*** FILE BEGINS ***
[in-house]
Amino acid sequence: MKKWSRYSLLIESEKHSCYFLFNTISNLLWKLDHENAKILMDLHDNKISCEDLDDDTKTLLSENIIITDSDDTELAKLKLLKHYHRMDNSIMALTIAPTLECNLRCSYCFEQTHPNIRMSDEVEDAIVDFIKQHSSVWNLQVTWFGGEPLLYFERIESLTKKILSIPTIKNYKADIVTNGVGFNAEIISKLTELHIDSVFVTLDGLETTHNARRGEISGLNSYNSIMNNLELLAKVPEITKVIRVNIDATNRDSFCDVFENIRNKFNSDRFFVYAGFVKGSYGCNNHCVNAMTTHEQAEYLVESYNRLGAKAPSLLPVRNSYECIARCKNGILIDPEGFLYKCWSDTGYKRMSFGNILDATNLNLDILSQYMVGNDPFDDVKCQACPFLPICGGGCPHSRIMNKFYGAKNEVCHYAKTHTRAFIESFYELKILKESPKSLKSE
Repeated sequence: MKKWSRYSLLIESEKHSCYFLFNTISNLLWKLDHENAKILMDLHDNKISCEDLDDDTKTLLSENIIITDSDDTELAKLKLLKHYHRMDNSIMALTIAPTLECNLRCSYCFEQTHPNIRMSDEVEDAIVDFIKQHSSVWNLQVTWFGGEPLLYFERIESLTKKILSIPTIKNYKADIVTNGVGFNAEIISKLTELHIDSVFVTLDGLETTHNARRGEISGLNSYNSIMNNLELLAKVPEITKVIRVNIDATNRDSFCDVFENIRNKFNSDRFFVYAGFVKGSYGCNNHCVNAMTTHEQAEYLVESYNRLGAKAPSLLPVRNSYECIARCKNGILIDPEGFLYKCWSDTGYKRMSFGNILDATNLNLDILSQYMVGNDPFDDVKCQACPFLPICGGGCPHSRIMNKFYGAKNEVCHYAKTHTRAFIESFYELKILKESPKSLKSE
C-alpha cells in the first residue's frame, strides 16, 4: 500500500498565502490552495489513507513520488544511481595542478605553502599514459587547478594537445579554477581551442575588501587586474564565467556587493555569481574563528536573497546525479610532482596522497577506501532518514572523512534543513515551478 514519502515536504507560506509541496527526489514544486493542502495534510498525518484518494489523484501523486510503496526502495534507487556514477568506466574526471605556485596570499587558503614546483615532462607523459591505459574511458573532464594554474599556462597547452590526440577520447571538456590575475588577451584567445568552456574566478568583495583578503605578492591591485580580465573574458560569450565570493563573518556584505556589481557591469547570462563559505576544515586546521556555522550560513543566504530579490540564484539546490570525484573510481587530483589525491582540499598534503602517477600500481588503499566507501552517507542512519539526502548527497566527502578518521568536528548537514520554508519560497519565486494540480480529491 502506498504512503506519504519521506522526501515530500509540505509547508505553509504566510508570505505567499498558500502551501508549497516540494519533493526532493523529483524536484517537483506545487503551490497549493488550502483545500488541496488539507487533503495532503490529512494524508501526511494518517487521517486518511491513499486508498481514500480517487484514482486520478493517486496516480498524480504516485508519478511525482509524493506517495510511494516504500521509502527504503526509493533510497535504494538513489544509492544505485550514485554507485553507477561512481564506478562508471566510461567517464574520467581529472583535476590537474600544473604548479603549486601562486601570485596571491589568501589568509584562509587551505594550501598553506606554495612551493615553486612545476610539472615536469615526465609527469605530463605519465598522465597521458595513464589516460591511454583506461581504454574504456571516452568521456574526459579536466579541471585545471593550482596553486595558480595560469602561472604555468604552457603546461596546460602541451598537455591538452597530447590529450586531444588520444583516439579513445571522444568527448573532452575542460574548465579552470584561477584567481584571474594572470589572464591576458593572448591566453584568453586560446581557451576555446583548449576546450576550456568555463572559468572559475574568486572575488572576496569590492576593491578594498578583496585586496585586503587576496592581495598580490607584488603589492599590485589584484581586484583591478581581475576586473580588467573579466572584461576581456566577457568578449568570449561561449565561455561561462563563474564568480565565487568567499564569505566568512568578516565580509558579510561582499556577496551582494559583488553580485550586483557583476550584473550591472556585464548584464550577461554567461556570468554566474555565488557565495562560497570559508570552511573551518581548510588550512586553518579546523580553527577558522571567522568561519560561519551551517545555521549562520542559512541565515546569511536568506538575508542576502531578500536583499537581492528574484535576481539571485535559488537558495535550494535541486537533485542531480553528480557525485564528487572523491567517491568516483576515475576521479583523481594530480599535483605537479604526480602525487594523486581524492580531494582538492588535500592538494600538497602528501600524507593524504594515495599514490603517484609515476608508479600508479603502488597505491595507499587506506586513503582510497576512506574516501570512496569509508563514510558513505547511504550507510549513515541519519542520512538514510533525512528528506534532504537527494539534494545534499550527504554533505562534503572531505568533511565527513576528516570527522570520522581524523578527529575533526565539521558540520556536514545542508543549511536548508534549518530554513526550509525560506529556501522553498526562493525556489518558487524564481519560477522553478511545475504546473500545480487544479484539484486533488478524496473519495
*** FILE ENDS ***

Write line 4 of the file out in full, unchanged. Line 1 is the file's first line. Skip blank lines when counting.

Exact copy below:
C-alpha cells in the first residue's frame, strides 16, 4: 500500500498565502490552495489513507513520488544511481595542478605553502599514459587547478594537445579554477581551442575588501587586474564565467556587493555569481574563528536573497546525479610532482596522497577506501532518514572523512534543513515551478 514519502515536504507560506509541496527526489514544486493542502495534510498525518484518494489523484501523486510503496526502495534507487556514477568506466574526471605556485596570499587558503614546483615532462607523459591505459574511458573532464594554474599556462597547452590526440577520447571538456590575475588577451584567445568552456574566478568583495583578503605578492591591485580580465573574458560569450565570493563573518556584505556589481557591469547570462563559505576544515586546521556555522550560513543566504530579490540564484539546490570525484573510481587530483589525491582540499598534503602517477600500481588503499566507501552517507542512519539526502548527497566527502578518521568536528548537514520554508519560497519565486494540480480529491 502506498504512503506519504519521506522526501515530500509540505509547508505553509504566510508570505505567499498558500502551501508549497516540494519533493526532493523529483524536484517537483506545487503551490497549493488550502483545500488541496488539507487533503495532503490529512494524508501526511494518517487521517486518511491513499486508498481514500480517487484514482486520478493517486496516480498524480504516485508519478511525482509524493506517495510511494516504500521509502527504503526509493533510497535504494538513489544509492544505485550514485554507485553507477561512481564506478562508471566510461567517464574520467581529472583535476590537474600544473604548479603549486601562486601570485596571491589568501589568509584562509587551505594550501598553506606554495612551493615553486612545476610539472615536469615526465609527469605530463605519465598522465597521458595513464589516460591511454583506461581504454574504456571516452568521456574526459579536466579541471585545471593550482596553486595558480595560469602561472604555468604552457603546461596546460602541451598537455591538452597530447590529450586531444588520444583516439579513445571522444568527448573532452575542460574548465579552470584561477584567481584571474594572470589572464591576458593572448591566453584568453586560446581557451576555446583548449576546450576550456568555463572559468572559475574568486572575488572576496569590492576593491578594498578583496585586496585586503587576496592581495598580490607584488603589492599590485589584484581586484583591478581581475576586473580588467573579466572584461576581456566577457568578449568570449561561449565561455561561462563563474564568480565565487568567499564569505566568512568578516565580509558579510561582499556577496551582494559583488553580485550586483557583476550584473550591472556585464548584464550577461554567461556570468554566474555565488557565495562560497570559508570552511573551518581548510588550512586553518579546523580553527577558522571567522568561519560561519551551517545555521549562520542559512541565515546569511536568506538575508542576502531578500536583499537581492528574484535576481539571485535559488537558495535550494535541486537533485542531480553528480557525485564528487572523491567517491568516483576515475576521479583523481594530480599535483605537479604526480602525487594523486581524492580531494582538492588535500592538494600538497602528501600524507593524504594515495599514490603517484609515476608508479600508479603502488597505491595507499587506506586513503582510497576512506574516501570512496569509508563514510558513505547511504550507510549513515541519519542520512538514510533525512528528506534532504537527494539534494545534499550527504554533505562534503572531505568533511565527513576528516570527522570520522581524523578527529575533526565539521558540520556536514545542508543549511536548508534549518530554513526550509525560506529556501522553498526562493525556489518558487524564481519560477522553478511545475504546473500545480487544479484539484486533488478524496473519495